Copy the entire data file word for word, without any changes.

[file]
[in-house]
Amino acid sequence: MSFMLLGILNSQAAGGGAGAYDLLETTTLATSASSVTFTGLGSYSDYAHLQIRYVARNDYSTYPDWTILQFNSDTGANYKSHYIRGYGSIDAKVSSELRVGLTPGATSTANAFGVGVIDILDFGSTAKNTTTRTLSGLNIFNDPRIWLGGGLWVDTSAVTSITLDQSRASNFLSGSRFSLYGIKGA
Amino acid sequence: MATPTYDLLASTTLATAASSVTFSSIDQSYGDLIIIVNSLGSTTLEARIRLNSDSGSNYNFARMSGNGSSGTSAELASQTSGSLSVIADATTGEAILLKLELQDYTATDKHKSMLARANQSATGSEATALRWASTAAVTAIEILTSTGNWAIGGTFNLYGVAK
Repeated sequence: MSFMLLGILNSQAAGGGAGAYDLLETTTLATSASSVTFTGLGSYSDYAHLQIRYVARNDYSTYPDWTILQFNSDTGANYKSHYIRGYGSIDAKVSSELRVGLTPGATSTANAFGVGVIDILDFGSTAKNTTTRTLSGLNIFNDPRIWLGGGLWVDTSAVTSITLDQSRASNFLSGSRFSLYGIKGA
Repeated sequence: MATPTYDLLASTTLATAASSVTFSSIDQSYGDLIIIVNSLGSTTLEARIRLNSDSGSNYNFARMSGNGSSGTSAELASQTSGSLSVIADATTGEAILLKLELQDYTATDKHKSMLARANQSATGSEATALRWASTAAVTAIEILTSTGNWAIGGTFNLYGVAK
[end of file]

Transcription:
[in-house]
Amino acid sequence: MSFMLLGILNSQAAGGGAGAYDLLETTTLATSASSVTFTGLGSYSDYAHLQIRYVARNDYSTYPDWTILQFNSDTGANYKSHYIRGYGSIDAKVSSELRVGLTPGATSTANAFGVGVIDILDFGSTAKNTTTRTLSGLNIFNDPRIWLGGGLWVDTSAVTSITLDQSRASNFLSGSRFSLYGIKGA
Amino acid sequence: MATPTYDLLASTTLATAASSVTFSSIDQSYGDLIIIVNSLGSTTLEARIRLNSDSGSNYNFARMSGNGSSGTSAELASQTSGSLSVIADATTGEAILLKLELQDYTATDKHKSMLARANQSATGSEATALRWASTAAVTAIEILTSTGNWAIGGTFNLYGVAK
Repeated sequence: MSFMLLGILNSQAAGGGAGAYDLLETTTLATSASSVTFTGLGSYSDYAHLQIRYVARNDYSTYPDWTILQFNSDTGANYKSHYIRGYGSIDAKVSSELRVGLTPGATSTANAFGVGVIDILDFGSTAKNTTTRTLSGLNIFNDPRIWLGGGLWVDTSAVTSITLDQSRASNFLSGSRFSLYGIKGA
Repeated sequence: MATPTYDLLASTTLATAASSVTFSSIDQSYGDLIIIVNSLGSTTLEARIRLNSDSGSNYNFARMSGNGSSGTSAELASQTSGSLSVIADATTGEAILLKLELQDYTATDKHKSMLARANQSATGSEATALRWASTAAVTAIEILTSTGNWAIGGTFNLYGVAK